Tagged: ring

A ring is Local if and only if the set of Non-Units is an Ideal

Problem 526

A ring is called local if it has a unique maximal ideal.

(a) Prove that a ring $R$ with $1$ is local if and only if the set of non-unit elements of $R$ is an ideal of $R$.

(b) Let $R$ be a ring with $1$ and suppose that $M$ is a maximal ideal of $R$.
Prove that if every element of $1+M$ is a unit, then $R$ is a local ring.

 

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Is the Given Subset of The Ring of Integer Matrices an Ideal?

Problem 524

Let $R$ be the ring of all $2\times 2$ matrices with integer coefficients:
\[R=\left\{\, \begin{bmatrix}
a & b\\
c& d
\end{bmatrix} \quad \middle| \quad a, b, c, d\in \Z \,\right\}.\]

Let $S$ be the subset of $R$ given by
\[S=\left\{\, \begin{bmatrix}
s & 0\\
0& s
\end{bmatrix} \quad \middle | \quad s\in \Z \,\right\}.\]

(a) True or False: $S$ is a subring of $R$.

(b) True or False: $S$ is an ideal of $R$.

 

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Linearly Dependent Module Elements / Module Homomorphism and Linearly Independency

Problem 415

(a) Let $R$ be a commutative ring. If we regard $R$ as a left $R$-module, then prove that any two distinct elements of the module $R$ are linearly dependent.

(b) Let $f: M\to M’$ be a left $R$-module homomorphism. Let $\{x_1, \dots, x_n\}$ be a subset in $M$. Prove that if the set $\{f(x_1), \dots, f(x_n)\}$ is linearly independent, then the set $\{x_1, \dots, x_n\}$ is also linearly independent.
 

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Annihilator of a Submodule is a 2-Sided Ideal of a Ring

Problem 410

Let $R$ be a ring with $1$ and let $M$ be a left $R$-module.
Let $S$ be a subset of $M$. The annihilator of $S$ in $R$ is the subset of the ring $R$ defined to be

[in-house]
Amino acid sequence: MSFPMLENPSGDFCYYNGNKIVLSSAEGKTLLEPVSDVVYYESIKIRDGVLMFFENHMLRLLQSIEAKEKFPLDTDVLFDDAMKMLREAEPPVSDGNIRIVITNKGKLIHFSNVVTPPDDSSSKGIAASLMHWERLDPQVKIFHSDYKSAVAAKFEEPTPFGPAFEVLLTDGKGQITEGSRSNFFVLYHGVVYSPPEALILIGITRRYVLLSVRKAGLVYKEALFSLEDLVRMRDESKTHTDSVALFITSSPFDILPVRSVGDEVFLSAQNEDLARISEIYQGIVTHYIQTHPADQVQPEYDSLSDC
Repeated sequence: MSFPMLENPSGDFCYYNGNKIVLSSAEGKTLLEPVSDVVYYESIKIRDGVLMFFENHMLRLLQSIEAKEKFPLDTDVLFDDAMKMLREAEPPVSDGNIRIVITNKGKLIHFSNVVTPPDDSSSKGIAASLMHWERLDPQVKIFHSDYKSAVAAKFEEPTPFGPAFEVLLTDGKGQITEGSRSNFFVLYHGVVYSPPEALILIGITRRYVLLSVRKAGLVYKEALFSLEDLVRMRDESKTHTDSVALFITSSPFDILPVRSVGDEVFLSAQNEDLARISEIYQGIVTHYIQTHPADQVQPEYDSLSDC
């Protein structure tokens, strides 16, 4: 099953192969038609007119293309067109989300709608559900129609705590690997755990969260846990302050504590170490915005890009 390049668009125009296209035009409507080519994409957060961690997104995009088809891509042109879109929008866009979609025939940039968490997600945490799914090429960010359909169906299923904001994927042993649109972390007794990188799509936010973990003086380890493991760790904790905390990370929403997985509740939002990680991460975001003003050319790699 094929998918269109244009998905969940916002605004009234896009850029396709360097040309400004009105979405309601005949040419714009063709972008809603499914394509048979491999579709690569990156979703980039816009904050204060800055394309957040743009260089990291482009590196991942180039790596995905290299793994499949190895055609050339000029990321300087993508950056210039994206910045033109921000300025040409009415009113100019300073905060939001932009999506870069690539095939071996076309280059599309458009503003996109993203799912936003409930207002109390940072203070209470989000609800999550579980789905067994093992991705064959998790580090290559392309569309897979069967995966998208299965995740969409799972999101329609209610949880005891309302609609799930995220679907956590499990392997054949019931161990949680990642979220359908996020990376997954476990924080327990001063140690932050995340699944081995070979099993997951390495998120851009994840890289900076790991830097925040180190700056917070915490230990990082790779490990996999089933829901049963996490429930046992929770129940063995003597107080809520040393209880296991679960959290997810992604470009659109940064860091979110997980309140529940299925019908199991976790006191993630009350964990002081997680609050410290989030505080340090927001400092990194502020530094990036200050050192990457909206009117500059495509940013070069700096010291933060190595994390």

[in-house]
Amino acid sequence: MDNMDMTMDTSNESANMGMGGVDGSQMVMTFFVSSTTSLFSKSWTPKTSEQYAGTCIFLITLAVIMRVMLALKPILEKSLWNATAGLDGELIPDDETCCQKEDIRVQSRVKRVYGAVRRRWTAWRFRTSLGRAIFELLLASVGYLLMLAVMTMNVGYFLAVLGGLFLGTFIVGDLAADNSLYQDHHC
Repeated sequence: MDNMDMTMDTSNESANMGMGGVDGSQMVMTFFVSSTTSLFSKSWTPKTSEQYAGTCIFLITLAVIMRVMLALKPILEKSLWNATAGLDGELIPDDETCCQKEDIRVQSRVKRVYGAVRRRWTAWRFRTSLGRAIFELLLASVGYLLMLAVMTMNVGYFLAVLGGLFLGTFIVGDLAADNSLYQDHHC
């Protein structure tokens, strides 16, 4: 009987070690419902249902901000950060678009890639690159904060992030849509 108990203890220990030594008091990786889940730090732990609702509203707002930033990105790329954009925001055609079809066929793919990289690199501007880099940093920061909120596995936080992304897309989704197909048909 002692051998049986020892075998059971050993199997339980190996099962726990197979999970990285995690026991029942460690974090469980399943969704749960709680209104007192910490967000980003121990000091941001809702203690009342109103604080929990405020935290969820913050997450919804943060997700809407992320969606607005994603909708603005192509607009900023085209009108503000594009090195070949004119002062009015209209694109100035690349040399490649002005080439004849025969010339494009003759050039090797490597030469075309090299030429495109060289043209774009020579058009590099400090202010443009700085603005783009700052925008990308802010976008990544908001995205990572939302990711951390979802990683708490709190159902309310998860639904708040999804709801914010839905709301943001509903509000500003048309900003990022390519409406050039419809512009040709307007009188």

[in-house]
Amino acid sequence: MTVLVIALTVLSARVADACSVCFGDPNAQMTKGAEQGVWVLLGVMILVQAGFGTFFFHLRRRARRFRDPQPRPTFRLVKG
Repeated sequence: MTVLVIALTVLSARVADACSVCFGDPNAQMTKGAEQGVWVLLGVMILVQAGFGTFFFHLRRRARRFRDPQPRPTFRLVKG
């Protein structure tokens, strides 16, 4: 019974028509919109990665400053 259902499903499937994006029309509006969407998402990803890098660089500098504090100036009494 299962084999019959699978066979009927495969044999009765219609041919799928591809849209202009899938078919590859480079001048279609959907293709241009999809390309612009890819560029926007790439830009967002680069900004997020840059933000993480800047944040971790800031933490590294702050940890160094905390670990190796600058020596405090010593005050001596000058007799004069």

\[\Ann_R(S)=\{ r\in R\mid rx=0 \text{ for all } x\in S\}.\] (If $rx=0, r\in R, x\in S$, then we say $r$ annihilates $x$.)

Suppose that $N$ is a submodule of $M$. Then prove that the annihilator
\[\Ann_R(N)=\{ r\in R\mid rn=0 \text{ for all } n\in N\}\] of $M$ in $R$ is a $2$-sided ideal of $R$.

 

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Torsion Submodule, Integral Domain, and Zero Divisors

Problem 409

Let $R$ be a ring with $1$. An element of the $R$-module $M$ is called a torsion element if $rm=0$ for some nonzero element $r\in R$.
The set of torsion elements is denoted
\[\Tor(M)=\{m \in M \mid rm=0 \text{ for some nonzero} r\in R\}.\]

(a) Prove that if $R$ is an integral domain, then $\Tor(M)$ is a submodule of $M$.
(Remark: an integral domain is a commutative ring by definition.) In this case the submodule $\Tor(M)$ is called torsion submodule of $M$.

(b) Find an example of a ring $R$ and an $R$-module $M$ such that $\Tor(M)$ is not a submodule.

(c) If $R$ has nonzero zero divisors, then show that every nonzero $R$-module has nonzero torsion element.

 

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Basic Exercise Problems in Module Theory

Problem 408

Let $R$ be a ring with $1$ and $M$ be a left $R$-module.

(a) Prove that $0_Rm=0_M$ for all $m \in M$.

Here $0_R$ is the zero element in the ring $R$ and $0_M$ is the zero element in the module $M$, that is, the identity element of the additive group $M$.
To simplify the notations, we ignore the subscripts and simply write
\[0m=0.\] You must be able to and must judge which zero elements are used from the context.

(b) Prove that $r0=0$ for all $s\in R$. Here both zeros are $0_M$.

(c) Prove that $(-1)m=-m$ for all $m \in M$.

(d) Assume that $rm=0$ for some $r\in R$ and some nonzero element $m\in M$. Prove that $r$ does not have a left inverse.

 

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